Apart from the far right and other assorted groups, the idea that the Holocaust was a terrible and tragic thing is hardly controversial. More difficult is the recognition of contemporary antisemitism, the antisemitism that attaches itself to anti-Zionism that the UCU against which the UCU nor only fail to challenge, but which it regularly propagates.

Ex-UCU member.

UCU’s poster on the Holocaust

UCU has released a timeline poster outlining what happened to victims of the Nazis. It begins:

“Why we mark Holocaust Memorial Day, 27 January…

As educators UCU members recognise our unique responsibility to tell the truth about our past to ensure the lessons are learnt for our future. The millions who died at the hands of the Nazis and their allies during the Holocaust must be remembered not just as the victims of an unparalleled man-made tragedy – but also as a warning that we must never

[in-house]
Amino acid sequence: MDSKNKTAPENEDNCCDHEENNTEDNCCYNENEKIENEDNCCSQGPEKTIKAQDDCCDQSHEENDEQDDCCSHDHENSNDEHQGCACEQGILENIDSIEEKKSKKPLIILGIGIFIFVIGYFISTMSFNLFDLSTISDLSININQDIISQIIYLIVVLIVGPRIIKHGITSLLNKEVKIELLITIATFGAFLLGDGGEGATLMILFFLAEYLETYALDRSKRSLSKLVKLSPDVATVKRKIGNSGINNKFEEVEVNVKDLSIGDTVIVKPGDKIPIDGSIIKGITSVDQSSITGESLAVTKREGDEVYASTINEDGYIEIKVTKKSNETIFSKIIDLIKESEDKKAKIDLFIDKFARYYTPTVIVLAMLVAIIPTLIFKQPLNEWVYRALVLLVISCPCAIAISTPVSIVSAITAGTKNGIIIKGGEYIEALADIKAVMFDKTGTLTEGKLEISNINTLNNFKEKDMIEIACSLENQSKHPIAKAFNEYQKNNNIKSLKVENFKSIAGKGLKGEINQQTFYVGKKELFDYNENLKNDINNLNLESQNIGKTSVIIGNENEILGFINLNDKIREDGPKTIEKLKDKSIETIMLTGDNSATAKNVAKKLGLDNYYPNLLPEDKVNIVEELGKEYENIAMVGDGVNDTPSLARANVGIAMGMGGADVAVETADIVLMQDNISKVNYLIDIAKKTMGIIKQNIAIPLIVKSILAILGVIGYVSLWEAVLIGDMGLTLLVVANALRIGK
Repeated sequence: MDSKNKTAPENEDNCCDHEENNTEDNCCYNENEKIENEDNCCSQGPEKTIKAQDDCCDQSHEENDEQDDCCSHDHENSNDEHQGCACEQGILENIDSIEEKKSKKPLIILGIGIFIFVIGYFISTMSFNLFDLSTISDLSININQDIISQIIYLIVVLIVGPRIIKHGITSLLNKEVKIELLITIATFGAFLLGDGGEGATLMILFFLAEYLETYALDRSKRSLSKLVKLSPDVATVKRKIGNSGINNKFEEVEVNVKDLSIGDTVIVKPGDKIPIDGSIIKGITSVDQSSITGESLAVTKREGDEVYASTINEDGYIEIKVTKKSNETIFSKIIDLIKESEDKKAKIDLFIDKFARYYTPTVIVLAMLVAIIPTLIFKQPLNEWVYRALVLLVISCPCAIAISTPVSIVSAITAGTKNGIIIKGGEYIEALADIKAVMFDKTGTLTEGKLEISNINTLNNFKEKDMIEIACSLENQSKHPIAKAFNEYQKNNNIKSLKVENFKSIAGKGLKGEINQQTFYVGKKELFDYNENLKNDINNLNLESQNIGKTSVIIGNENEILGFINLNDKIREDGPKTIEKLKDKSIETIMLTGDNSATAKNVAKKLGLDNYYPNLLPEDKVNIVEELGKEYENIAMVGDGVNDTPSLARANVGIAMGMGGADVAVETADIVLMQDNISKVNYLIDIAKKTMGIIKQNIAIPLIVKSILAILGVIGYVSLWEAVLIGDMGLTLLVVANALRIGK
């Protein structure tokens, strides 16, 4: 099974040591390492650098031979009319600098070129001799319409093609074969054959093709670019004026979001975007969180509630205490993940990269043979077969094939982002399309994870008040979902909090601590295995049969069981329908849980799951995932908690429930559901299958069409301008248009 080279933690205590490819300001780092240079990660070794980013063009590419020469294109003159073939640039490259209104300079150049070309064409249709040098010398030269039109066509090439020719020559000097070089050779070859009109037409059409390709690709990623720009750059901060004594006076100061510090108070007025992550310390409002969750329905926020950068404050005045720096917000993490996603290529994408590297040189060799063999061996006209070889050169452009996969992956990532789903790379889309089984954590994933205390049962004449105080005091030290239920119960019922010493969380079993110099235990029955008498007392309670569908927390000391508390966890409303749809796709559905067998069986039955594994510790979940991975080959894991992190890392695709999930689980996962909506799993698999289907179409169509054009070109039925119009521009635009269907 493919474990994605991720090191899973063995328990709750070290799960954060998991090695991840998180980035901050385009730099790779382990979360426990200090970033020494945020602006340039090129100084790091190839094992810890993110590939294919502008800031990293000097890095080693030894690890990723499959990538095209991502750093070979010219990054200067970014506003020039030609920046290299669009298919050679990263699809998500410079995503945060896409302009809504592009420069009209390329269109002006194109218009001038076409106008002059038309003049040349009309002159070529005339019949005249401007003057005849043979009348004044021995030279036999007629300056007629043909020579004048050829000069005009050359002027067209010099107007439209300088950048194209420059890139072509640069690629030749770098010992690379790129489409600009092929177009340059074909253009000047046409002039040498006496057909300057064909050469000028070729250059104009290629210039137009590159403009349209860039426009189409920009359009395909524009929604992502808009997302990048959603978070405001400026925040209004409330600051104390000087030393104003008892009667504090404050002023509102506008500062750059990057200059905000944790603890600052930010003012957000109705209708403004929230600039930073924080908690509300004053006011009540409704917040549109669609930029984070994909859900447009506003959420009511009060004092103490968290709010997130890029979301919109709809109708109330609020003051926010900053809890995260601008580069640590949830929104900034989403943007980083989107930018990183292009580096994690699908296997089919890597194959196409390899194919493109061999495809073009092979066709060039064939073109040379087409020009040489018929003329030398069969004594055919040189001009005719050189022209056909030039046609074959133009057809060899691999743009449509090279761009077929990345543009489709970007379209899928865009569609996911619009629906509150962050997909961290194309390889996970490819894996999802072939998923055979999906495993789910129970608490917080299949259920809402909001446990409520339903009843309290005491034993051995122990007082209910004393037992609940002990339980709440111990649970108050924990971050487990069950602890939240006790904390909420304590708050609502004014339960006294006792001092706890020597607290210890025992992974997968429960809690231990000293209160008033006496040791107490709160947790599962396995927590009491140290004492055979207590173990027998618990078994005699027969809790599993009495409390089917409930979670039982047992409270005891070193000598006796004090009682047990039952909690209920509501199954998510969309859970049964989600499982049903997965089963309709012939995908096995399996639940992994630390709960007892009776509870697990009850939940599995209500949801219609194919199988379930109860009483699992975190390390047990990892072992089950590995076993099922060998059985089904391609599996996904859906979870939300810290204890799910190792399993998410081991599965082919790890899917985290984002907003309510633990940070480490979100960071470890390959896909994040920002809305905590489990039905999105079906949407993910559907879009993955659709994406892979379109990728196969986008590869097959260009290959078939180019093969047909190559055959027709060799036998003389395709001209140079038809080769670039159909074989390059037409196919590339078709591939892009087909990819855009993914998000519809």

allow it to happen again. We must continue to educate our children against the dangers of anti-Semitism, fascism
and racial discrimination. Encouraging them – and us – to take a stand against hatred and intolerance wherever they
find it is the best way to ensure a just, democratic and tolerant society where all can live free from fear.

Sally Hunt, UCU General Secretary”

UCU is interpreting commemoration of the Holocaust as the need to educate about the events of Nazi antisemitism in Europe between 1933 and 1945. This is welcome and keeps good faith with trade union anti-fascist tradition. Here’s a link to the poster [pdf], which you can order in hard copy from akhan@ucu.org.uk.  But, so far, the way UCU chooses to think about the Holocaust in relation to its own activities hasn’t been sufficient to keep it free of other forms of antisemitism.